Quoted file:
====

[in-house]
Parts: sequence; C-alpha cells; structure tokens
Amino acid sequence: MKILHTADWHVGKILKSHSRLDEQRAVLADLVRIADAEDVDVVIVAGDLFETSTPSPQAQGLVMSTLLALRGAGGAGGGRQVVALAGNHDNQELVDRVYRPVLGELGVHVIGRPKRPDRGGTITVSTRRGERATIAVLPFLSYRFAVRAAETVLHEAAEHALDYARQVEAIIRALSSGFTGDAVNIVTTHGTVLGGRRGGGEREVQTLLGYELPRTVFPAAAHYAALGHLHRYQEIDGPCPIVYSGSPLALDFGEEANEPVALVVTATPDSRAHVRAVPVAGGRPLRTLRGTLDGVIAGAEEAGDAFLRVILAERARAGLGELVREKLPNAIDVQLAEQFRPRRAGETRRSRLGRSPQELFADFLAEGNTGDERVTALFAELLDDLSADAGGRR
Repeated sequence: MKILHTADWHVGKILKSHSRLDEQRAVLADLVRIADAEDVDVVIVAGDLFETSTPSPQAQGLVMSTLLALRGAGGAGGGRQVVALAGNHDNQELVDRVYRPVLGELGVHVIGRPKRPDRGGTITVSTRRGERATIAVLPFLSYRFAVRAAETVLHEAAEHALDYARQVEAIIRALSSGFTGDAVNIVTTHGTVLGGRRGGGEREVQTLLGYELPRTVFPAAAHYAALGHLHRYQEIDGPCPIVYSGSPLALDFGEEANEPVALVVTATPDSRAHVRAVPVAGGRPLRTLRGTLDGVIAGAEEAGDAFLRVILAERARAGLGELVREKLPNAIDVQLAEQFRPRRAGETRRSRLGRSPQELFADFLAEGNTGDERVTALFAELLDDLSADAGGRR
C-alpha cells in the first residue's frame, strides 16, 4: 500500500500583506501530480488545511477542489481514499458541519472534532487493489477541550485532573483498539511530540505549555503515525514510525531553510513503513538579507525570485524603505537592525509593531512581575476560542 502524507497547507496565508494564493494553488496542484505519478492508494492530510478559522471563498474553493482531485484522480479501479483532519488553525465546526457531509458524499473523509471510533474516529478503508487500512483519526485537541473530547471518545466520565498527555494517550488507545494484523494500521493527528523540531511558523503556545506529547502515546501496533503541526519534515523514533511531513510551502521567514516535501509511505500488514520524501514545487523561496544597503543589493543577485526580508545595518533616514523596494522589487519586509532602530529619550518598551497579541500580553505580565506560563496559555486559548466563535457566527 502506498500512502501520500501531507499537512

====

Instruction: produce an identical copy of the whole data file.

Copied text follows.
[in-house]
Parts: sequence; C-alpha cells; structure tokens
Amino acid sequence: MKILHTADWHVGKILKSHSRLDEQRAVLADLVRIADAEDVDVVIVAGDLFETSTPSPQAQGLVMSTLLALRGAGGAGGGRQVVALAGNHDNQELVDRVYRPVLGELGVHVIGRPKRPDRGGTITVSTRRGERATIAVLPFLSYRFAVRAAETVLHEAAEHALDYARQVEAIIRALSSGFTGDAVNIVTTHGTVLGGRRGGGEREVQTLLGYELPRTVFPAAAHYAALGHLHRYQEIDGPCPIVYSGSPLALDFGEEANEPVALVVTATPDSRAHVRAVPVAGGRPLRTLRGTLDGVIAGAEEAGDAFLRVILAERARAGLGELVREKLPNAIDVQLAEQFRPRRAGETRRSRLGRSPQELFADFLAEGNTGDERVTALFAELLDDLSADAGGRR
Repeated sequence: MKILHTADWHVGKILKSHSRLDEQRAVLADLVRIADAEDVDVVIVAGDLFETSTPSPQAQGLVMSTLLALRGAGGAGGGRQVVALAGNHDNQELVDRVYRPVLGELGVHVIGRPKRPDRGGTITVSTRRGERATIAVLPFLSYRFAVRAAETVLHEAAEHALDYARQVEAIIRALSSGFTGDAVNIVTTHGTVLGGRRGGGEREVQTLLGYELPRTVFPAAAHYAALGHLHRYQEIDGPCPIVYSGSPLALDFGEEANEPVALVVTATPDSRAHVRAVPVAGGRPLRTLRGTLDGVIAGAEEAGDAFLRVILAERARAGLGELVREKLPNAIDVQLAEQFRPRRAGETRRSRLGRSPQELFADFLAEGNTGDERVTALFAELLDDLSADAGGRR
C-alpha cells in the first residue's frame, strides 16, 4: 500500500500583506501530480488545511477542489481514499458541519472534532487493489477541550485532573483498539511530540505549555503515525514510525531553510513503513538579507525570485524603505537592525509593531512581575476560542 502524507497547507496565508494564493494553488496542484505519478492508494492530510478559522471563498474553493482531485484522480479501479483532519488553525465546526457531509458524499473523509471510533474516529478503508487500512483519526485537541473530547471518545466520565498527555494517550488507545494484523494500521493527528523540531511558523503556545506529547502515546501496533503541526519534515523514533511531513510551502521567514516535501509511505500488514520524501514545487523561496544597503543589493543577485526580508545595518533616514523596494522589487519586509532602530529619550518598551497579541500580553505580565506560563496559555486559548466563535457566527 502506498500512502501520500501531507499537512